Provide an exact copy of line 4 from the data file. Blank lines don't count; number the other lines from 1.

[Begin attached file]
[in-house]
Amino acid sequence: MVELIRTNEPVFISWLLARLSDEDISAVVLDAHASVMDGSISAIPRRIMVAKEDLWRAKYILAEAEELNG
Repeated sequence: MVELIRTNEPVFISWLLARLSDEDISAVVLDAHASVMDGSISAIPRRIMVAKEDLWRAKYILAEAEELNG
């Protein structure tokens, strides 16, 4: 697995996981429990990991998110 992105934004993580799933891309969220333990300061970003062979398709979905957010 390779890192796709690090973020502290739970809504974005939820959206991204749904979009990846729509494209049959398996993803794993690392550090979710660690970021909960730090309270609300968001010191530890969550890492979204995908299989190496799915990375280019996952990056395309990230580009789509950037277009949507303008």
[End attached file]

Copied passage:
């Protein structure tokens, strides 16, 4: 697995996981429990990991998110 992105934004993580799933891309969220333990300061970003062979398709979905957010 390779890192796709690090973020502290739970809504974005939820959206991204749904979009990846729509494209049959398996993803794993690392550090979710660690970021909960730090309270609300968001010191530890969550890492979204995908299989190496799915990375280019996952990056395309990230580009789509950037277009949507303008």